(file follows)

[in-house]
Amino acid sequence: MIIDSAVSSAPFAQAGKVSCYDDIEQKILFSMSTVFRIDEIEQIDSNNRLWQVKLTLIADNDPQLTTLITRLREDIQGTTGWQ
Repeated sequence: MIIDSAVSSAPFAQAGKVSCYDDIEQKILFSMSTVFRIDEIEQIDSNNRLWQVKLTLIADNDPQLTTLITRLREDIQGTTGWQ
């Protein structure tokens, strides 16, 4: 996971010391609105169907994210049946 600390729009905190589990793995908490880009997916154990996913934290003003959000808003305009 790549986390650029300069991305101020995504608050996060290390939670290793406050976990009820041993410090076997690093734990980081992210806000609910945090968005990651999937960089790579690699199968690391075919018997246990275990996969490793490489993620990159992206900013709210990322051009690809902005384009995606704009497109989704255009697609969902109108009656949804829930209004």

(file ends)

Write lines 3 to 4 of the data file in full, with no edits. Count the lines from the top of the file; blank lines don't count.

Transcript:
Repeated sequence: MIIDSAVSSAPFAQAGKVSCYDDIEQKILFSMSTVFRIDEIEQIDSNNRLWQVKLTLIADNDPQLTTLITRLREDIQGTTGWQ
């Protein structure tokens, strides 16, 4: 996971010391609105169907994210049946 600390729009905190589990793995908490880009997916154990996913934290003003959000808003305009 790549986390650029300069991305101020995504608050996060290390939670290793406050976990009820041993410090076997690093734990980081992210806000609910945090968005990651999937960089790579690699199968690391075919018997246990275990996969490793490489993620990159992206900013709210990322051009690809902005384009995606704009497109989704255009697609969902109108009656949804829930209004």